Materials and methods


A total of 272 consecutive AML cases, which were treated at the Department of Hematology and Oncology of Zhongda Hospital (Jiangsu, China) between January 2016 and January 2020, were reviewed. The WHO criteria published in 2016 (2) were followed to diagnose AML, and a bone marrow (BM) biopsy was evaluated by a professional haemato-pathologist. The cases of t-AML were identified based on their exposure to chemotherapy and/or radiotherapy for primary cancer treatment, regardless of the latency period. Clinical data pertaining to the patients were obtained from their medical records.

Cytogenetic and molecular analysis

BM aspirates were collected from all the patients with t-AML at the time of admission. Cytogenetic analysis was conducted using conventional G-banding technology and fluorescence in situ hybridization. Karyotypes were described according to the International System for Human Cytogenetic Nomenclature (9). A mutational analysis of the DNA extracted from each aspirate was performed using next-generation sequencing on 34 genes frequently mutated in AML (10).

Data collection and analysis

The patients' baseline clinical data, postoperative chemotherapy and/or radiotherapy regimens, and outcomes of primary cancer were collected. The baseline clinical and molecular characteristics, the time between primary cancer and t-AML, outcomes and the intensity of therapy of the nine patients with t-AML were recorded. Response criteria of t-AML therapy, including complete remission (CR), CR with incomplete hematologic recovery, morphological leukemia-free state and partial remission (PR), were defined according to the 2017 European LeukemiaNet criteria (11) (the patients of the present study did not meet these criteria).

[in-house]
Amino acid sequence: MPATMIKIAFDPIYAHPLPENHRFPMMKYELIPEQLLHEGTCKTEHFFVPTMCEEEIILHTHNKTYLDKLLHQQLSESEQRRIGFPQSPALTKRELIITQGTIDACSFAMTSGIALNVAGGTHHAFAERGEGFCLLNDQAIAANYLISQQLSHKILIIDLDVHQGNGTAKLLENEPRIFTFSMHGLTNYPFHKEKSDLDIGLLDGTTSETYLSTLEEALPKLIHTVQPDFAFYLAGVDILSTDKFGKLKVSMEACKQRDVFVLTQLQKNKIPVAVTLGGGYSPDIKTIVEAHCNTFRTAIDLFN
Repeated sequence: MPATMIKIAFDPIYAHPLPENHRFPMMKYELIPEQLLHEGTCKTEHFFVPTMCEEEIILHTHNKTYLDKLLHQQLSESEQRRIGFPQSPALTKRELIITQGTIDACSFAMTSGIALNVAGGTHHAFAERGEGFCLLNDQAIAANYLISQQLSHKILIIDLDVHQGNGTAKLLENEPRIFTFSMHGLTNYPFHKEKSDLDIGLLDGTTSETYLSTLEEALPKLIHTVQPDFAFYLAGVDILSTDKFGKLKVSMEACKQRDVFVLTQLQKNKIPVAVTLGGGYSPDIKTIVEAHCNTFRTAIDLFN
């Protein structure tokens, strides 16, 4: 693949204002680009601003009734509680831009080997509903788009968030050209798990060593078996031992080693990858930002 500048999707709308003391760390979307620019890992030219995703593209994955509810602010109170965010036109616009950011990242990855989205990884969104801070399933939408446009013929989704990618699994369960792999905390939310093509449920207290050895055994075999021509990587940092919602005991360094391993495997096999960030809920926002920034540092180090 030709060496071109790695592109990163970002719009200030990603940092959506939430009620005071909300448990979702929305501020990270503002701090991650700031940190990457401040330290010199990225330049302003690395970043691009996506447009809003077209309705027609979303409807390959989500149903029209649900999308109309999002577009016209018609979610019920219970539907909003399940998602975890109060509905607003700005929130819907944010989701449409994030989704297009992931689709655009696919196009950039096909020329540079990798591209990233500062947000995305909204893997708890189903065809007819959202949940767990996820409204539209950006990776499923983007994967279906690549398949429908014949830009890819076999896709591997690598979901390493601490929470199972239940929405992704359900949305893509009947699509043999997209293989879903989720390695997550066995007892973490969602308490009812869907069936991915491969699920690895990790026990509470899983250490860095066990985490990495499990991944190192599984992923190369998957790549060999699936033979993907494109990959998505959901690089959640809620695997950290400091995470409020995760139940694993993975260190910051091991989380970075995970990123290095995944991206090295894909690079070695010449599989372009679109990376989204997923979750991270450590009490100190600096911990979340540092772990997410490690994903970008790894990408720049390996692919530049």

Patient characteristics

A total of nine patients with t-AML were identified, including three males and six females. The primary cancer types included breast cancer and gastrointestinal cancer. All the patients were engaged in general occupations and had no history of exposure to radioactive or toxic substances at the time of the analysis. The median age at diagnosis of primary cancer was 63 years (range, 41–81 years).

Primary cancer treatment

Surgical treatment was performed on all nine patients, and diagnosis of primary cancer was confirmed by postoperative pathological examination. The relevant data on the primary tumor status of the nine patients with t-AML are detailed in Table I.

Table I.

Primary tumor status of the patients with t-AML (n=13).

Table I.

Primary tumor status of the patients with t-AML (n=13).

Patient numberSexAge, yearsDiagnosisChemotherapyRadiotherapyG-CSF application
1Female39Breast cancer (T2N2M0)ECT × 6 + anastrozoleNoYes
2Female58Breast cancer (T2N1M0)ECT × 6YesYes
3Male66Gastric cancer (T1N2M0)XELOXNoYes
4Female51Breast cancer (T2N0M0)ECT × 6NoYes